When I prepare a tricky shot, I tend to use stand-in model while I work on light, so the model does not need to stand there for half an hour while I adjust and move lights.
But these stand-in shots are often good, which is why I use them. While preparing to shoot model Danielle, I shot Sam Taylor, who runs the studio I teach in (see www.cameratraining.ca and click on “Schedule”).
I set my exposure for the window: 1/60th sec, f/5.6, 400 ISO. Then I added a strobe with a softbox, and I moved Sam far enough from the window so the strobe would light him up (from 45 degrees above), but would not light up the reflective inside of the window too much. And then I set flash power according to my camera settings. Finally, I did a little desaturating in Lightroom. Result:
Short lighting, great grunge, serious expression, rule of thirds, good balance of background and foreground. A tricky shot, and one I am delighted with.
One of my students remarked on how refreshing it was to see the problem solving process, and to realize that photography is in fact problem solving, yes it is. When I set up a shot, I do not have all the answers, but I see what I want, and I know how to solve problems “step by step” until I get that result.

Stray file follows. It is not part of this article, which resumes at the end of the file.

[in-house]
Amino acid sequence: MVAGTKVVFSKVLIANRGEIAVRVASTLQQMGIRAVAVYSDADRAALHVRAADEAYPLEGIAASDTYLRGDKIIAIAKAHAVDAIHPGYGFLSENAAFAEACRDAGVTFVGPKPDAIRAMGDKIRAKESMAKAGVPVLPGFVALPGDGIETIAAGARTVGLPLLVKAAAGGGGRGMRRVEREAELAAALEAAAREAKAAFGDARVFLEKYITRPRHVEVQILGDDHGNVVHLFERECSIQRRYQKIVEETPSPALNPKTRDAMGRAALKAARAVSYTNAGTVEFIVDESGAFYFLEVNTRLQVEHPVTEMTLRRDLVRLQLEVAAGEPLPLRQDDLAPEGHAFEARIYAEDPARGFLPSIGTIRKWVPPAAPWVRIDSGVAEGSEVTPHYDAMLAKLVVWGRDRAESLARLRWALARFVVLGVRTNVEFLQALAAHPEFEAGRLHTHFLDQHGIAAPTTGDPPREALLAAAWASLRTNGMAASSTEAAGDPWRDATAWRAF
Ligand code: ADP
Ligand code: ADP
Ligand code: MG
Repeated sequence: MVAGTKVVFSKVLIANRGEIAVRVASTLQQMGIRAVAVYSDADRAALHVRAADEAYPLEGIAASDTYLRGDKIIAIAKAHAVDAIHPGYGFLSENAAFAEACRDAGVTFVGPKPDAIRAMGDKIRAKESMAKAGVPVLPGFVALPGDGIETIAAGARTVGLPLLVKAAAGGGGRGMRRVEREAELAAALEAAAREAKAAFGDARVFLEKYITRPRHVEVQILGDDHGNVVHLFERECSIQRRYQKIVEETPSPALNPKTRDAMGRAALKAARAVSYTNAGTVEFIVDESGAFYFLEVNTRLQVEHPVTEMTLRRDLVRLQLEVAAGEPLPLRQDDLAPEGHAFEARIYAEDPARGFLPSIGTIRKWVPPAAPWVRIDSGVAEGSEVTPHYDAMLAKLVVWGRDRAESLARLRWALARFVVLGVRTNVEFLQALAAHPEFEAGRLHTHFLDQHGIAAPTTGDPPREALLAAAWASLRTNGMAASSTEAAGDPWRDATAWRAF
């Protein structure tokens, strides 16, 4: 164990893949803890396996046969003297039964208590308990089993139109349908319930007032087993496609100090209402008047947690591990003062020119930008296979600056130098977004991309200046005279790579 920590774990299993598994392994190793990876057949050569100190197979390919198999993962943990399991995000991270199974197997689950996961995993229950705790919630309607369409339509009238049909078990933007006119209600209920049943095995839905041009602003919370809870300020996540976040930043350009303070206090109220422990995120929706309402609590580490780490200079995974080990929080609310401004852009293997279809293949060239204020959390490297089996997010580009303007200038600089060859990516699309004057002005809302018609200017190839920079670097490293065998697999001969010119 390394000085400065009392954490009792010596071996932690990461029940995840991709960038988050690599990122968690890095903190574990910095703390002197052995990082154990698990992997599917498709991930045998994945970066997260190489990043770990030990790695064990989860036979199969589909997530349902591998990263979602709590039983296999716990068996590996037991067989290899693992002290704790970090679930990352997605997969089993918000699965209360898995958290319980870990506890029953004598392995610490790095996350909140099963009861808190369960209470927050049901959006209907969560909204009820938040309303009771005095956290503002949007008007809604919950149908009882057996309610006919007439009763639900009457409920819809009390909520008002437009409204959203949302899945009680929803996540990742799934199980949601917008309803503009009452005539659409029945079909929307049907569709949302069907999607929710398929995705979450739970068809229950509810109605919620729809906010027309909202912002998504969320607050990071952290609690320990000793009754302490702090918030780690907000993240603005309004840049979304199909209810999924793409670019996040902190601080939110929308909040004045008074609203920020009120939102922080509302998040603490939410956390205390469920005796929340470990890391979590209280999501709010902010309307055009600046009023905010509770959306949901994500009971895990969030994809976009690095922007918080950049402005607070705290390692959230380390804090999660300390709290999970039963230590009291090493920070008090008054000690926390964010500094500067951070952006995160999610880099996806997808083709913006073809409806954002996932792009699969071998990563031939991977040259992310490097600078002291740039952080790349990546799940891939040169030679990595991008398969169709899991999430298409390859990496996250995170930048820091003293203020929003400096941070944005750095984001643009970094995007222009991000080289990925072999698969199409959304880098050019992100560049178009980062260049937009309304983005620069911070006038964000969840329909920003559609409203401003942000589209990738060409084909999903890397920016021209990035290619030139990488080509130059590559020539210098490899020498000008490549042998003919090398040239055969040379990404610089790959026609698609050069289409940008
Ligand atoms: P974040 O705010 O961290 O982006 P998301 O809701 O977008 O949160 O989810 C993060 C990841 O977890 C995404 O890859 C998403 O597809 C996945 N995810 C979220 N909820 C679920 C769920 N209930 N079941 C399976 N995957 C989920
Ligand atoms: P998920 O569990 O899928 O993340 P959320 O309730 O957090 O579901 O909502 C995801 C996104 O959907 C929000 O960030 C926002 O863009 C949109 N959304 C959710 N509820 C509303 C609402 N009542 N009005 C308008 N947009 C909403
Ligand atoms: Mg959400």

And sometimes you change your mind. In the final model shot, I could not move the model away from the window, as she sat on the sill. Hence I could not get rid of a shadow cast by the snooted speedlight I ended up using. So then the shot changes entirely: if you cannot beat the shadow, embrace it! To spare those of you who are sensitive, I shall not show you that shot here (it’s a nude), but if you are interested, click here to go to my tumblr feed.
(By the way: have you considered being photographed this way? if not: consider it. Some beautiful shots of yourself like this are worth making. If you don’t, you may well regret it later in life).